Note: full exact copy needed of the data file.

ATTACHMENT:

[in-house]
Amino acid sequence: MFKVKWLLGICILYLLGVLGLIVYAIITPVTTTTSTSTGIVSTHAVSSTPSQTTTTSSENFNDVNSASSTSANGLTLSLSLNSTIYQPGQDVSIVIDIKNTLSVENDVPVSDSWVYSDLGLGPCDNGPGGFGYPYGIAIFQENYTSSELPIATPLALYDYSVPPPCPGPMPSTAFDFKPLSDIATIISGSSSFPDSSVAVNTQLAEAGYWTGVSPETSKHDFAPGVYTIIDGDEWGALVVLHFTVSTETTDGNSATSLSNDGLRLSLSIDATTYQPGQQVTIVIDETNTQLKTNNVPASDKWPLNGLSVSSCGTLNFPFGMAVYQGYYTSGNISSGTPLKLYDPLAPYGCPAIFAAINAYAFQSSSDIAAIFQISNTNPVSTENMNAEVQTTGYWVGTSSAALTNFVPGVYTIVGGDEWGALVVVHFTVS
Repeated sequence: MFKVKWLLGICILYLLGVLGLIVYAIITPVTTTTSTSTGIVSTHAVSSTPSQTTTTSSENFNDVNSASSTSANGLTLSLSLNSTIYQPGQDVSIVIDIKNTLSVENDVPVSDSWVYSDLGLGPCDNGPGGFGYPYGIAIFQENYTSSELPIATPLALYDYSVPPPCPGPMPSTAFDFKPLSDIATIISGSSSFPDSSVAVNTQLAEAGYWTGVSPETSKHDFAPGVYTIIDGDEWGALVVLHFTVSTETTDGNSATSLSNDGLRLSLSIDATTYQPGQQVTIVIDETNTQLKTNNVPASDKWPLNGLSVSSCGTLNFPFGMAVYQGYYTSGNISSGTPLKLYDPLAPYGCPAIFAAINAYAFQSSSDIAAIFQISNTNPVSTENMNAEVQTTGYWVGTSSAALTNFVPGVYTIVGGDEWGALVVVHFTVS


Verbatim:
[in-house]
Amino acid sequence: MFKVKWLLGICILYLLGVLGLIVYAIITPVTTTTSTSTGIVSTHAVSSTPSQTTTTSSENFNDVNSASSTSANGLTLSLSLNSTIYQPGQDVSIVIDIKNTLSVENDVPVSDSWVYSDLGLGPCDNGPGGFGYPYGIAIFQENYTSSELPIATPLALYDYSVPPPCPGPMPSTAFDFKPLSDIATIISGSSSFPDSSVAVNTQLAEAGYWTGVSPETSKHDFAPGVYTIIDGDEWGALVVLHFTVSTETTDGNSATSLSNDGLRLSLSIDATTYQPGQQVTIVIDETNTQLKTNNVPASDKWPLNGLSVSSCGTLNFPFGMAVYQGYYTSGNISSGTPLKLYDPLAPYGCPAIFAAINAYAFQSSSDIAAIFQISNTNPVSTENMNAEVQTTGYWVGTSSAALTNFVPGVYTIVGGDEWGALVVVHFTVS
Repeated sequence: MFKVKWLLGICILYLLGVLGLIVYAIITPVTTTTSTSTGIVSTHAVSSTPSQTTTTSSENFNDVNSASSTSANGLTLSLSLNSTIYQPGQDVSIVIDIKNTLSVENDVPVSDSWVYSDLGLGPCDNGPGGFGYPYGIAIFQENYTSSELPIATPLALYDYSVPPPCPGPMPSTAFDFKPLSDIATIISGSSSFPDSSVAVNTQLAEAGYWTGVSPETSKHDFAPGVYTIIDGDEWGALVVLHFTVSTETTDGNSATSLSNDGLRLSLSIDATTYQPGQQVTIVIDETNTQLKTNNVPASDKWPLNGLSVSSCGTLNFPFGMAVYQGYYTSGNISSGTPLKLYDPLAPYGCPAIFAAINAYAFQSSSDIAAIFQISNTNPVSTENMNAEVQTTGYWVGTSSAALTNFVPGVYTIVGGDEWGALVVVHFTVS